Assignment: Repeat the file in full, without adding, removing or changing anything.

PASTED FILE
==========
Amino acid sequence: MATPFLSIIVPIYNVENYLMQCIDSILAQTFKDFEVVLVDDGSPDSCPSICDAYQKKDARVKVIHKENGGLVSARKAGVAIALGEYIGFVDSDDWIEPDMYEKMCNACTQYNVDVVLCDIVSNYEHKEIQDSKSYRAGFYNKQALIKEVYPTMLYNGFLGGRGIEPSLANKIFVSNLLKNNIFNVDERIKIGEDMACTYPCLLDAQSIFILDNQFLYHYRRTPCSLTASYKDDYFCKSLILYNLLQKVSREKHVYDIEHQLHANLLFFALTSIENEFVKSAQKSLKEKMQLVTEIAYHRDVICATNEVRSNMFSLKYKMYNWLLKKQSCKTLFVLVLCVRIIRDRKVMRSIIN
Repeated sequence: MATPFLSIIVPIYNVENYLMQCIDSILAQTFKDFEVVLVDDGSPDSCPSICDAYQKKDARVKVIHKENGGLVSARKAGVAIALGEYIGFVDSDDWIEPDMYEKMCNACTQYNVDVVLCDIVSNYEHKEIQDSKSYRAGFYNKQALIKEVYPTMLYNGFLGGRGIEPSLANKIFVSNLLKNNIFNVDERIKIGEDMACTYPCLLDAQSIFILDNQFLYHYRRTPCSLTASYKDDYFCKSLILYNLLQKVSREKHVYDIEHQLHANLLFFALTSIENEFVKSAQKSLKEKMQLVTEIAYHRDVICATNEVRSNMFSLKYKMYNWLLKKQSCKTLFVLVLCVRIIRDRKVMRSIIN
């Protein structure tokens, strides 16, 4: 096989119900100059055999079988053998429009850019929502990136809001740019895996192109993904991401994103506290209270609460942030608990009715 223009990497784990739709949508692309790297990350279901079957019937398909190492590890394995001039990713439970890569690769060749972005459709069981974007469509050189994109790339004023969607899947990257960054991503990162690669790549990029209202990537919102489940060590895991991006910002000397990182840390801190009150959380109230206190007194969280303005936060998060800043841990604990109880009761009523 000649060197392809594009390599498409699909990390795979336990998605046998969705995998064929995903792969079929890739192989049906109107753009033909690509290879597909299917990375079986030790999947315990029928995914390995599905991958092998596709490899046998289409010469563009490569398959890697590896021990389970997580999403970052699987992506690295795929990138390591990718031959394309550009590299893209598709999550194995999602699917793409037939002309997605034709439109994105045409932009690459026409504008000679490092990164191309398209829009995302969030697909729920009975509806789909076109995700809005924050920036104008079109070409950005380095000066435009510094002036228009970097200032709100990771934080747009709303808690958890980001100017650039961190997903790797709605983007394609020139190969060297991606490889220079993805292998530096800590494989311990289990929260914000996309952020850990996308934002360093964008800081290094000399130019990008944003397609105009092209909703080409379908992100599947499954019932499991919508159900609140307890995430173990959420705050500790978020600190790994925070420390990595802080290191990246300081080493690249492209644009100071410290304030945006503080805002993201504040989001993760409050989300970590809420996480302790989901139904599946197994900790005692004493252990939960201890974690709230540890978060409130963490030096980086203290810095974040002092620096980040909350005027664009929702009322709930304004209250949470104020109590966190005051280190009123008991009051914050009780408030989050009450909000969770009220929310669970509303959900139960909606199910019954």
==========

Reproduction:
Amino acid sequence: MATPFLSIIVPIYNVENYLMQCIDSILAQTFKDFEVVLVDDGSPDSCPSICDAYQKKDARVKVIHKENGGLVSARKAGVAIALGEYIGFVDSDDWIEPDMYEKMCNACTQYNVDVVLCDIVSNYEHKEIQDSKSYRAGFYNKQALIKEVYPTMLYNGFLGGRGIEPSLANKIFVSNLLKNNIFNVDERIKIGEDMACTYPCLLDAQSIFILDNQFLYHYRRTPCSLTASYKDDYFCKSLILYNLLQKVSREKHVYDIEHQLHANLLFFALTSIENEFVKSAQKSLKEKMQLVTEIAYHRDVICATNEVRSNMFSLKYKMYNWLLKKQSCKTLFVLVLCVRIIRDRKVMRSIIN
Repeated sequence: MATPFLSIIVPIYNVENYLMQCIDSILAQTFKDFEVVLVDDGSPDSCPSICDAYQKKDARVKVIHKENGGLVSARKAGVAIALGEYIGFVDSDDWIEPDMYEKMCNACTQYNVDVVLCDIVSNYEHKEIQDSKSYRAGFYNKQALIKEVYPTMLYNGFLGGRGIEPSLANKIFVSNLLKNNIFNVDERIKIGEDMACTYPCLLDAQSIFILDNQFLYHYRRTPCSLTASYKDDYFCKSLILYNLLQKVSREKHVYDIEHQLHANLLFFALTSIENEFVKSAQKSLKEKMQLVTEIAYHRDVICATNEVRSNMFSLKYKMYNWLLKKQSCKTLFVLVLCVRIIRDRKVMRSIIN
């Protein structure tokens, strides 16, 4: 096989119900100059055999079988053998429009850019929502990136809001740019895996192109993904991401994103506290209270609460942030608990009715 223009990497784990739709949508692309790297990350279901079957019937398909190492590890394995001039990713439970890569690769060749972005459709069981974007469509050189994109790339004023969607899947990257960054991503990162690669790549990029209202990537919102489940060590895991991006910002000397990182840390801190009150959380109230206190007194969280303005936060998060800043841990604990109880009761009523 000649060197392809594009390599498409699909990390795979336990998605046998969705995998064929995903792969079929890739192989049906109107753009033909690509290879597909299917990375079986030790999947315990029928995914390995599905991958092998596709490899046998289409010469563009490569398959890697590896021990389970997580999403970052699987992506690295795929990138390591990718031959394309550009590299893209598709999550194995999602699917793409037939002309997605034709439109994105045409932009690459026409504008000679490092990164191309398209829009995302969030697909729920009975509806789909076109995700809005924050920036104008079109070409950005380095000066435009510094002036228009970097200032709100990771934080747009709303808690958890980001100017650039961190997903790797709605983007394609020139190969060297991606490889220079993805292998530096800590494989311990289990929260914000996309952020850990996308934002360093964008800081290094000399130019990008944003397609105009092209909703080409379908992100599947499954019932499991919508159900609140307890995430173990959420705050500790978020600190790994925070420390990595802080290191990246300081080493690249492209644009100071410290304030945006503080805002993201504040989001993760409050989300970590809420996480302790989901139904599946197994900790005692004493252990939960201890974690709230540890978060409130963490030096980086203290810095974040002092620096980040909350005027664009929702009322709930304004209250949470104020109590966190005051280190009123008991009051914050009780408030989050009450909000969770009220929310669970509303959900139960909606199910019954």